Three Things to Know About Dollar Cost Averaging

Investments are risky. But dollar-cost averaging can help minimise that risk. With this basic strategy, investing in stocks gets safer – and simpler – and bumps up the probability of higher returns. Dollar-cost averaging offers a second option when trying to invest. So, you either invest the total of your funds or split it into equal sums in regular installments.  

A prime everyday use of dollar-cost averaging is 401(k). An amount earmarked from your salary is used to purchase the predetermined investment option of choice. The same model can work for other investments outside 401(k) plans. 

If you’re a beginner, dollar-cost averaging is a technique you’ll need to master because you probably still have a low appetite for risk. On that note, here are the three core things to know about the investment method. 

Market Realities Make Dollar-cost Averaging Necessary

Everyone wants an ideal situation where they buy a stock low and sell high. But most of the time it doesn’t happen that way. Timing the market is not as easy as it sounds. One wrong move, one delayed minute, and you’re running at a loss already. 

Many times, the stock market goes against logic. For instance, general talk on the investment scene may suggest to “buy when the market is moving up”. In that case, what if the stock is about to tank? Also, as you probably know, when the market is down, people become afraid and keep selling. What if the market goes back up? That’s a loss of potential gains already.

Stock markets are not respectors of the people, and lots of emotion can be involved. That’s why cost-dollar averaging is a necessity. It takes the emotion out of investing, helping you fall into a safe routine, irrespective of what the market is saying. Doing this gives you the best of any market condition because you’re not ‘all in’ at any time. 

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So, even when the market behaves terribly, your losses are limited.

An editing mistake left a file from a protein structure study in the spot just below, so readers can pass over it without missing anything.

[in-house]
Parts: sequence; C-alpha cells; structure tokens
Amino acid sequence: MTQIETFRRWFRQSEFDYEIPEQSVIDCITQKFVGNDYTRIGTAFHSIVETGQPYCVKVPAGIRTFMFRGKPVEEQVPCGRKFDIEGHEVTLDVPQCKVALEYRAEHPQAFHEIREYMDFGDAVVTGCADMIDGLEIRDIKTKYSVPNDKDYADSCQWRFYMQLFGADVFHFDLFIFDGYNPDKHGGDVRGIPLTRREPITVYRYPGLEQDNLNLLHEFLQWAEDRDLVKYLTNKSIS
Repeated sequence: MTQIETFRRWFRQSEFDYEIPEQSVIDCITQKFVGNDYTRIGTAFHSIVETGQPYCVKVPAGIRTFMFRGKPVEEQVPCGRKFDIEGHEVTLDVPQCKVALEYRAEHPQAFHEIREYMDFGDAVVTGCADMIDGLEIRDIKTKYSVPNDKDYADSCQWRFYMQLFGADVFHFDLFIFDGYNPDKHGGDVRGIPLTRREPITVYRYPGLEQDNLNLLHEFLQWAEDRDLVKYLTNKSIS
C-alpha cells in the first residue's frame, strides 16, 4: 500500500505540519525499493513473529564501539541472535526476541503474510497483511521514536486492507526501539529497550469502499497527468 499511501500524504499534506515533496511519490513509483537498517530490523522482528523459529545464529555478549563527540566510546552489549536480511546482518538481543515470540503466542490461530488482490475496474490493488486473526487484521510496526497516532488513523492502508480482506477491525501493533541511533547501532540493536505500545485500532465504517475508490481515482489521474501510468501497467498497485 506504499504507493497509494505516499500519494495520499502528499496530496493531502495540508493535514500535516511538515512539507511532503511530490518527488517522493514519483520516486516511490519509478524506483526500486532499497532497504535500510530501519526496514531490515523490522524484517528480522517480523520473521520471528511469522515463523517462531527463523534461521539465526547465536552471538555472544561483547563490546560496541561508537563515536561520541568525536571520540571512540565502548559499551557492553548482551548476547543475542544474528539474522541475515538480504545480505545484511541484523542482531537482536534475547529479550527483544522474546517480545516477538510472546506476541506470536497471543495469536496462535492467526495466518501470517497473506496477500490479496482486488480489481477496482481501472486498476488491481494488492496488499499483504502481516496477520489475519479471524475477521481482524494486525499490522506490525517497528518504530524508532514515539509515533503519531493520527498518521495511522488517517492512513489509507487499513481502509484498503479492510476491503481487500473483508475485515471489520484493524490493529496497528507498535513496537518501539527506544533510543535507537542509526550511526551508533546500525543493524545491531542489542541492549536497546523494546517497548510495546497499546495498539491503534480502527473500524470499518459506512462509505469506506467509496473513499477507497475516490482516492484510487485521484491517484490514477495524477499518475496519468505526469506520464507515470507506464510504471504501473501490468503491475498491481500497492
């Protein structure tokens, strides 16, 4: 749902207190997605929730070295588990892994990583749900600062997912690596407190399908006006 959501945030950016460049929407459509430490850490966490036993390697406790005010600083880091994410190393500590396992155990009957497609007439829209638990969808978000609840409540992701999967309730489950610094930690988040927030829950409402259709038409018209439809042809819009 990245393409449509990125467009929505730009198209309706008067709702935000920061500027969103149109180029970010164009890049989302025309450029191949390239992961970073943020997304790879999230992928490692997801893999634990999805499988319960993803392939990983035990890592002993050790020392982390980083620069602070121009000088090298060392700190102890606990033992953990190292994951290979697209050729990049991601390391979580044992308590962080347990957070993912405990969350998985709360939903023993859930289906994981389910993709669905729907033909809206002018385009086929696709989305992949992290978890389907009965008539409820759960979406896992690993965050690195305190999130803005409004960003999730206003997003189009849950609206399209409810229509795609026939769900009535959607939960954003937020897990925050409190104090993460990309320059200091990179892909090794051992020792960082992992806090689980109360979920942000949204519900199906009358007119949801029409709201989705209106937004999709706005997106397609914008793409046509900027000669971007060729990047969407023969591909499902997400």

How Dollar-Cost Averaging Works

With this method, you purchase the exact amount of an asset regularly. Because you’re splitting your funds, the purchases each time  are small. So, when the share prices are high, your purchase is low. When the share prices are up, you get more. 

A practical example is you budgeting $2,400 for investment this year. There are two roads you can follow. You can either put forward the lump sum all at once in January or use $200 every month over 12 months. This way, you are hedging your risks

At the end of one year, you may accrue more shares than when you invest all at once. You should notice the word ‘may’ in the previous sentence. It is because the situation doesn’t always come off perfect. A report proves that sometimes dollar-cost averaging performs less well than investing lump sums.So, if you win a bonus at work, you shouldn’t discard the idea of investing all at once. 

Dollar-Cost Averaging is Kinder on People with a low sum

While this report above holds water, if your investment budget is low, it’s safer – psychologically and financially – to invest in installments. You don’t want to lose all your money at once if there’s a sudden drop in share value. 

Practically, dollar-cost averaging makes it easier for low-money investors to get into the scene. So, if your news channel makes you feel that only large sums can guarantee return on investment, they are wrong. You don’t have to save long-term before you invest. 

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You can get into a consistent investment cycle when you don’t get swayed by market conditions. So, even when it’s a bear market, your investment goes in, and you stand a chance to benefit from future growth – which almost always happens. 

Also, if you don’t have much time to research the market in-depth every time, dollar-cost averaging is a safe system to imbibe. You won’t have to worry about timing to get the TSLA. You also won’t need to worry about what Elon Musk is saying on Twitter that could affect the share price. 

Final Take

Dollar-cost investment is all about simplicity. It even works better than buying the dip – because you won’t need to chase a dip; your money is already there when it happens. So, here is your cue to get started. 

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